The Transnational Architecture Group Blog is 5 Today!
It’s five years since our first tentative blog post. Since that day we’ve posted over 200 articles, calls for papers, and general research updates on all things architecturally transnational.
One of our major research interests has of course been the work of Maxwell Fry and Jane Drew, with the publication of the monograph in 2014 and international conference. But that was just the start. Since then we’ve covered Shama Anbrine and Yemi Salami’s PhD work in Pakistan and Nigeria respectively, as well as Cleo Robert’s PhD work in India. Rachel Lee tested and developed our Timescape App in Bangalore and also published a wonderful monograph (with TAG Press) on Otto Koenigsberger. She was also responsible for a major heritage symposium in Dar es Salam. Ola Uduku has been our most prolific ‘commenter’ as well as providing many research updates on our findings in Ghana and organising numerous workshops on the Architecture of Africa. Our current research project has been sponsored by the British Academy and we’re delighted to be collaborating with Rexford Assasie Oppong (KNUST) and Irene Appeaning Addo (Legon University) on this work. There is going to be a lot more research stemming from this initial project, not least the cataloguing and archiving of the major drawings collection at KNUST, with Łukasz Stanek from Manchester University.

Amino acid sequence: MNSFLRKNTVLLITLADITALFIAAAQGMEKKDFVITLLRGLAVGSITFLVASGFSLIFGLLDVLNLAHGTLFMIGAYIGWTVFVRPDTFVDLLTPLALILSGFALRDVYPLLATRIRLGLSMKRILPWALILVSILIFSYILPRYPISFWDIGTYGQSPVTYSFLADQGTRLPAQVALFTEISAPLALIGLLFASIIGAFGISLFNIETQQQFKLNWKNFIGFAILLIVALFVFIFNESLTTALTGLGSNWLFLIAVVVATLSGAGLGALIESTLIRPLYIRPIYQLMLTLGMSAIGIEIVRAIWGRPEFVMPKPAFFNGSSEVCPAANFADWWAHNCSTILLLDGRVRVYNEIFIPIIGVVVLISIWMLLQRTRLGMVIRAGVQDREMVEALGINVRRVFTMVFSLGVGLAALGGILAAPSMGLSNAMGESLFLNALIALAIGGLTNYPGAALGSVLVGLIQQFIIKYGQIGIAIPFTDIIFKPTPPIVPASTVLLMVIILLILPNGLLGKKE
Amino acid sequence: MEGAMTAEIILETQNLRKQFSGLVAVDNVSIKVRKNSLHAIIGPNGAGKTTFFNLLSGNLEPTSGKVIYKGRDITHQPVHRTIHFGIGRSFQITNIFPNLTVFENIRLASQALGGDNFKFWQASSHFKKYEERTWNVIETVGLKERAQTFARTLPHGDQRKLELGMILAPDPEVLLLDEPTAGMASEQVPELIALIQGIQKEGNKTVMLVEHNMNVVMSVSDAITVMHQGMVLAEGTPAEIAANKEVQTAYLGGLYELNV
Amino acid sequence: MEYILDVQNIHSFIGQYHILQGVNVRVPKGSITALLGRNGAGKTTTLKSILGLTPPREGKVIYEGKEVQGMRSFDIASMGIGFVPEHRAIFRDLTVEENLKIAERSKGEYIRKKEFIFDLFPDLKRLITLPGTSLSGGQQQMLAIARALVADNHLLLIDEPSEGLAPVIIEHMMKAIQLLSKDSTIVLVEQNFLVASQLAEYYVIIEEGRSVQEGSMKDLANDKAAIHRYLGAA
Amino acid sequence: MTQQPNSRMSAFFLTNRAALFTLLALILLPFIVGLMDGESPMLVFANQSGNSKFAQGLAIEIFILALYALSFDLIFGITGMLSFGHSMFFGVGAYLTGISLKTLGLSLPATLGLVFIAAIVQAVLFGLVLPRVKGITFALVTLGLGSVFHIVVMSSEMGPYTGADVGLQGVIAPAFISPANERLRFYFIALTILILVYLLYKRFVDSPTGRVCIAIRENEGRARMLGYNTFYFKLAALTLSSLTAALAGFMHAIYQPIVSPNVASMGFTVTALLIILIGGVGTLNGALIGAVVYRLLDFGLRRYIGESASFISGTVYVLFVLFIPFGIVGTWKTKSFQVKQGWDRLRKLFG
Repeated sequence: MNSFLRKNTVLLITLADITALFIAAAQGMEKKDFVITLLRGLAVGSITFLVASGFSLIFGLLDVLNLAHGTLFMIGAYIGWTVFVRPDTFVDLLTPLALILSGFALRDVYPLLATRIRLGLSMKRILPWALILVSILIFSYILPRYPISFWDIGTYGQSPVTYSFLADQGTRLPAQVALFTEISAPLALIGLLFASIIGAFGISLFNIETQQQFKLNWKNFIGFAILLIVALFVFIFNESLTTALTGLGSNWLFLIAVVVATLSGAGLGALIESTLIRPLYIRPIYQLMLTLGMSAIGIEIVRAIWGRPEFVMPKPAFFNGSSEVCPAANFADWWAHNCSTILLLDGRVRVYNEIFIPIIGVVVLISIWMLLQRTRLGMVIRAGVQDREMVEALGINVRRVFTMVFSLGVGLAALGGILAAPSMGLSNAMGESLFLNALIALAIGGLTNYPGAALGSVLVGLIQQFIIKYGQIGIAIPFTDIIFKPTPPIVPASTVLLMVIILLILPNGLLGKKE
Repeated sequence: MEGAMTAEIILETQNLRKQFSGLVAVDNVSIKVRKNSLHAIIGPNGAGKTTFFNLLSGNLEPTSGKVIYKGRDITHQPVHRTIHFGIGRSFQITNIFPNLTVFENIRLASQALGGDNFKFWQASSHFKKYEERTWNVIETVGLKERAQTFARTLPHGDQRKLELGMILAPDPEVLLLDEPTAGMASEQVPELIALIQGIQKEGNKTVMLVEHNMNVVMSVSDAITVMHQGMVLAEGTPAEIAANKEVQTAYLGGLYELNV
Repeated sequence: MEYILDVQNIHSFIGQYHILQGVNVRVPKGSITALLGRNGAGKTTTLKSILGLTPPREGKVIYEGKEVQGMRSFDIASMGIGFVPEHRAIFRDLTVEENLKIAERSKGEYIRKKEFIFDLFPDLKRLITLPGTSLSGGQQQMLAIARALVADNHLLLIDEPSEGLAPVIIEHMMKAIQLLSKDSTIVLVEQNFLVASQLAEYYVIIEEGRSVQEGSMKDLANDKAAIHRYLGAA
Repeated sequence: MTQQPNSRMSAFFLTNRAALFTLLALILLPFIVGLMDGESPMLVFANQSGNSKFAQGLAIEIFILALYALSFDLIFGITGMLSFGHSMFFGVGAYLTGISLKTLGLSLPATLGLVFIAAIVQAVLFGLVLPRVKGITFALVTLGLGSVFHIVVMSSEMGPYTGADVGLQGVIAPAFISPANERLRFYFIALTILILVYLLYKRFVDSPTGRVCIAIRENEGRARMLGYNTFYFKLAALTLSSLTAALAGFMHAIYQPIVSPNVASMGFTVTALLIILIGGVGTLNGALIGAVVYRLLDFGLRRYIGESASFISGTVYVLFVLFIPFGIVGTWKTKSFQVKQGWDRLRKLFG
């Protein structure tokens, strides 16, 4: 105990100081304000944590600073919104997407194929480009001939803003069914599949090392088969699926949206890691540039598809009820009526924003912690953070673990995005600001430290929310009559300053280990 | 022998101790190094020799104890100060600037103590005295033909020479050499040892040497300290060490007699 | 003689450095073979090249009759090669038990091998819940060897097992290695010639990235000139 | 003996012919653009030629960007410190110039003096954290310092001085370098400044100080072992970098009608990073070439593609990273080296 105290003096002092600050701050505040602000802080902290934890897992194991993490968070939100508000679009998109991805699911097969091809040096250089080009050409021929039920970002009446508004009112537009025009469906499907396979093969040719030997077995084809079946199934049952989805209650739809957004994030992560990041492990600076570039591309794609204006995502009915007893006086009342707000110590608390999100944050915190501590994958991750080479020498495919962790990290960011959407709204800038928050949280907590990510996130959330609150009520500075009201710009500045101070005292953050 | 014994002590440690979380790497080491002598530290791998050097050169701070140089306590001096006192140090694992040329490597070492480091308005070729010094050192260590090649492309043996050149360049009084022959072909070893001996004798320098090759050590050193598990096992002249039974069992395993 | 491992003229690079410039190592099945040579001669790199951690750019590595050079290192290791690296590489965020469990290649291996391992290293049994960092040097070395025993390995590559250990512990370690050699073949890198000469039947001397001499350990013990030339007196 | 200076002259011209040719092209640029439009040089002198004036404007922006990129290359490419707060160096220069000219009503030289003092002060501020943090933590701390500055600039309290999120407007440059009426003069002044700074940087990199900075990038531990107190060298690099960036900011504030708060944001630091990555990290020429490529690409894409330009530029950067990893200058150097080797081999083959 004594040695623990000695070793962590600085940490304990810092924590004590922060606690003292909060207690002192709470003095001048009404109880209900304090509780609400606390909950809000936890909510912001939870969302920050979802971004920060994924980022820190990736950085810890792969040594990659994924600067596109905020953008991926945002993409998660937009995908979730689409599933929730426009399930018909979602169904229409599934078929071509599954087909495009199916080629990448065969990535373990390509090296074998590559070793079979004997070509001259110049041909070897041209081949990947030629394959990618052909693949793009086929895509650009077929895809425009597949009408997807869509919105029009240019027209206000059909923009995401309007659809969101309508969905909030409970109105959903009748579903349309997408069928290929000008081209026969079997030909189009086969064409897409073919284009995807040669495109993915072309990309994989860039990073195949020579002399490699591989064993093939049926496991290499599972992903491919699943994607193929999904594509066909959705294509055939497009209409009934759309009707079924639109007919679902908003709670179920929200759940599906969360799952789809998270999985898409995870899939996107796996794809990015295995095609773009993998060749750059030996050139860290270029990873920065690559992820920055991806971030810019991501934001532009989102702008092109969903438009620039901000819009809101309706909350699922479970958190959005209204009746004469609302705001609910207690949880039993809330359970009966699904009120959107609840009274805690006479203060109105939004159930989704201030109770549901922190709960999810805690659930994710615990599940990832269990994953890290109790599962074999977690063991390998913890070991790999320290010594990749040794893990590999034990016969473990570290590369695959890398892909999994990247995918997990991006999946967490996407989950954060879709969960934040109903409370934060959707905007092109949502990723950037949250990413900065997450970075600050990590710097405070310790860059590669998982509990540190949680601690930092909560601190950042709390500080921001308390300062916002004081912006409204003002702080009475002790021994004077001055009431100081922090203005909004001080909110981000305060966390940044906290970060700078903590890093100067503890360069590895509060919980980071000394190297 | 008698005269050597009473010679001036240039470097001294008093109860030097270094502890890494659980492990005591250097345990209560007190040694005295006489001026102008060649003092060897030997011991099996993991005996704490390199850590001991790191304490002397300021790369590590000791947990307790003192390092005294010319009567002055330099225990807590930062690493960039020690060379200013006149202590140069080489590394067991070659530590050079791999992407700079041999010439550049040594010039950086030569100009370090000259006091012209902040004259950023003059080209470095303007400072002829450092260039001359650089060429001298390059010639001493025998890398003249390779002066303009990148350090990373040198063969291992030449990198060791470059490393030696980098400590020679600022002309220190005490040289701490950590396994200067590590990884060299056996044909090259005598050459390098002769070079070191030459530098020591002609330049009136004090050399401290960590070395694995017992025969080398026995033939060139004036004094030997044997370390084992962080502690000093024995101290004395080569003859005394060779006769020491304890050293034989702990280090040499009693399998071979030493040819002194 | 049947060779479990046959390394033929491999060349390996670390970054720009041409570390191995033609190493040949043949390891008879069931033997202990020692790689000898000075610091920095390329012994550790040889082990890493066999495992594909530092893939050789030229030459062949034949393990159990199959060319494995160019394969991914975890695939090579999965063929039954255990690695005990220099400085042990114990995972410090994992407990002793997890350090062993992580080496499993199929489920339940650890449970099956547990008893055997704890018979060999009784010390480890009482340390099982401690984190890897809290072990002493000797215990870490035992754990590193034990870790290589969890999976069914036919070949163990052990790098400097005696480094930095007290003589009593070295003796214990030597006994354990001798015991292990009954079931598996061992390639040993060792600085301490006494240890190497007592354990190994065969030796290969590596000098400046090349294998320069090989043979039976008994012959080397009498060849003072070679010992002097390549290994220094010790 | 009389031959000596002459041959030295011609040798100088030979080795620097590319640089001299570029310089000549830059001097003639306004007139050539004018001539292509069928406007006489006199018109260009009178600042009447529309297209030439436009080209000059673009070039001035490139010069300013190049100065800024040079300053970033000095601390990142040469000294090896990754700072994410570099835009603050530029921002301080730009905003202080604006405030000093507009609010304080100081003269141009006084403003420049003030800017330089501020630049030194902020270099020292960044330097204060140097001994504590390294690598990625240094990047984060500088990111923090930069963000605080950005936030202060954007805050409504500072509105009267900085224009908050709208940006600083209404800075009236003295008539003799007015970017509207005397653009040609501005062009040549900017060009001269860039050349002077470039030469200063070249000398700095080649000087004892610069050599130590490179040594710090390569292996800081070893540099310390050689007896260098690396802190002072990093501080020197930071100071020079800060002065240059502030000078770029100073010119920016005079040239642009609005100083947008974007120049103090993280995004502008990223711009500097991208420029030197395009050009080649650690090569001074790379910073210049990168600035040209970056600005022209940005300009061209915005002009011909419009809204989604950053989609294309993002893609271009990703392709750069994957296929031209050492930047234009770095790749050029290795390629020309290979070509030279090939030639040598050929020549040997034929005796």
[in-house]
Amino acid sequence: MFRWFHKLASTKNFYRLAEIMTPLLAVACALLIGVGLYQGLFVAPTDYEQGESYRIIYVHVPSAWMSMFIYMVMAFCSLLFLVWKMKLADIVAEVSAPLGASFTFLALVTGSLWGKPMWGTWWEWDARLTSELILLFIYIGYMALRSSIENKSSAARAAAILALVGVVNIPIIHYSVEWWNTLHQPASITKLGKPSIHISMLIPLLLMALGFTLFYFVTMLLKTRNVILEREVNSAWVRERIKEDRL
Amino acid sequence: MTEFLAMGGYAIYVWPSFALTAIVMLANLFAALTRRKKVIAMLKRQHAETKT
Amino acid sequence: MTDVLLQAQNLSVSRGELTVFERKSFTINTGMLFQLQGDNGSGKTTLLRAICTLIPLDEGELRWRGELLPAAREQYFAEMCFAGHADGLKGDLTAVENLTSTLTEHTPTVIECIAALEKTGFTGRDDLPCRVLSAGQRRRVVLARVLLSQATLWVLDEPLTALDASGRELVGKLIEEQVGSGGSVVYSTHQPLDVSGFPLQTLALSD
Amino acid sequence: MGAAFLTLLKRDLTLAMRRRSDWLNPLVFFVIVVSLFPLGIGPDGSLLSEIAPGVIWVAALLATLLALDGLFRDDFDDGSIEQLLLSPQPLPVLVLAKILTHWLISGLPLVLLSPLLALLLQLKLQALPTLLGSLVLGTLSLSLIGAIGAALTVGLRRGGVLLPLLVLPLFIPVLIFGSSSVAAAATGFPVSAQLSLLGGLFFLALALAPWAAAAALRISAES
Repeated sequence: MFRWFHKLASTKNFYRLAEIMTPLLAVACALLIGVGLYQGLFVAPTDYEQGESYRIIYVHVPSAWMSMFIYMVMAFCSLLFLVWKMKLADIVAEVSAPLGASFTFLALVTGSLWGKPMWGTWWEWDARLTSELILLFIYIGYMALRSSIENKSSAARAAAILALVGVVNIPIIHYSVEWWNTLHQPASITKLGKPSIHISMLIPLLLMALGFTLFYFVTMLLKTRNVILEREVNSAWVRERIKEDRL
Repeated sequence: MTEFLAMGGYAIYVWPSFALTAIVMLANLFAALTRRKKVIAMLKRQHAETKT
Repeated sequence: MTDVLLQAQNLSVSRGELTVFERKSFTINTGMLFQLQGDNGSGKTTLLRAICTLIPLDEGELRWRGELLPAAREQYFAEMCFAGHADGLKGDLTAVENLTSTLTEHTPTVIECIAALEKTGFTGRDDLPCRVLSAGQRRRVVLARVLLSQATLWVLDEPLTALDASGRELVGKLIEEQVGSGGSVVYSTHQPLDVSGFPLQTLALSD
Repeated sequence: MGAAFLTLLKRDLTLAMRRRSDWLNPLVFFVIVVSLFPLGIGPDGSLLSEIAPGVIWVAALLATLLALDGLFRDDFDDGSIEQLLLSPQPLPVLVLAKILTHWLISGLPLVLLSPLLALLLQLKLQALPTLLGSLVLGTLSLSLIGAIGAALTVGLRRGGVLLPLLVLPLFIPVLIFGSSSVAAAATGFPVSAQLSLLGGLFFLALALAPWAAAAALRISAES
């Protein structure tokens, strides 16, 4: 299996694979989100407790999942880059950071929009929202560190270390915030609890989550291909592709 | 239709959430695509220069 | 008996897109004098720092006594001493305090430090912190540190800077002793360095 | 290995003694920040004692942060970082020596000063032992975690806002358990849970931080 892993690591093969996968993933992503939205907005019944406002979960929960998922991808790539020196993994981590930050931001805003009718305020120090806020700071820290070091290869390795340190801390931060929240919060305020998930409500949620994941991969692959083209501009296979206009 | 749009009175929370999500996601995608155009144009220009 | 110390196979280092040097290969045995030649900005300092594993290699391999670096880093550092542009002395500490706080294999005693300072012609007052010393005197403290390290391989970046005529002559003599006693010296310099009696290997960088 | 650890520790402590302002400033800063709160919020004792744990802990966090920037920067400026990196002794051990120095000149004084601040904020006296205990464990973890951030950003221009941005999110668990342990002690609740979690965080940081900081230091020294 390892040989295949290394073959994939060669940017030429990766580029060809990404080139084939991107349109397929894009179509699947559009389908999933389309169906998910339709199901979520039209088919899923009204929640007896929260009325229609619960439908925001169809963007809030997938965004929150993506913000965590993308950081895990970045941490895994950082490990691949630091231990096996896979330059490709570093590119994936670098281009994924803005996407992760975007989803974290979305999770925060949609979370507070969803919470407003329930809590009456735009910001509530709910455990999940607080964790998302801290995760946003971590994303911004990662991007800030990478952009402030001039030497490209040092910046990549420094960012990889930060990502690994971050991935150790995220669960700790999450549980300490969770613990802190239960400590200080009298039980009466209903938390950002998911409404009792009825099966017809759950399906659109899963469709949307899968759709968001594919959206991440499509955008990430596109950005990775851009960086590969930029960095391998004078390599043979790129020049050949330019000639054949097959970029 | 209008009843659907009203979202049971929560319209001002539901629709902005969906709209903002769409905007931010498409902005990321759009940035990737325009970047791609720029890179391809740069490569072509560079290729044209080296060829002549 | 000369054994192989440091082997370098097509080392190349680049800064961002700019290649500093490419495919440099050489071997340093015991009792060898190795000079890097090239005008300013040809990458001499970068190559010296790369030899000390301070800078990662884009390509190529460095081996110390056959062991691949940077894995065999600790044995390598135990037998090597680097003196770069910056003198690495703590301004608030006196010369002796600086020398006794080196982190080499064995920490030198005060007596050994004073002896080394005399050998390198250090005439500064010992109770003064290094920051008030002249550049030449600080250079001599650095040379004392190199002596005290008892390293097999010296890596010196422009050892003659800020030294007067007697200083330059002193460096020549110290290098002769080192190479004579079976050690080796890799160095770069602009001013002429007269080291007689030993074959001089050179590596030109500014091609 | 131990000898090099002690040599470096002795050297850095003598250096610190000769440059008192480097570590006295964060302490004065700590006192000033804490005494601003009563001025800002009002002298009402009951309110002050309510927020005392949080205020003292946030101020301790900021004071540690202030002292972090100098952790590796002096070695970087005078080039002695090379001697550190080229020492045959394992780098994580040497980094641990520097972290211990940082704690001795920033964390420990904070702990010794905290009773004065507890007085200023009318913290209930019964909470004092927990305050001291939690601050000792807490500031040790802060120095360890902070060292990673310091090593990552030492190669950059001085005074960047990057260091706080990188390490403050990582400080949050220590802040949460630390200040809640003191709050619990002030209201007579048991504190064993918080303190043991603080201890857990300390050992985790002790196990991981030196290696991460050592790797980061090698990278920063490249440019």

Other forays have taken us to Thailand and the work of Nat Phothiprasat, as well as to Sri Lanka and the plans of Patrick Abercombie. We’ve posted abstracts and links to many other papers and projects, not least Johan Lagaes and Kathleen James-Chakraborty’s papers. Killian Doherty and Edward Lawrenson’s film on Yekepa promises to be one of the highlights of 2018.
More recent posts have revealed the rich architecture of the Middle East, including Levin’s paper on Ashkelon, William A. Henderson‘s work at Little Aden, Ben Tosland’s research into Kuwait, Alsalloum’s moving paper on Damascus and Jackson’s paper on the PWD in Iraq. There’s surely a lot more to investigate here.
It’s been great fun, and here’s to the next five years of exciting research, difficult questions, dusty roads and even dustier archives, and of course new discoveries that make everything worthwhile.
We’d like to thank all of the blog contributors (please do continue to send us your updates, research findings and short articles). Thanks also to our committed readers and for all of your kind comments and emails.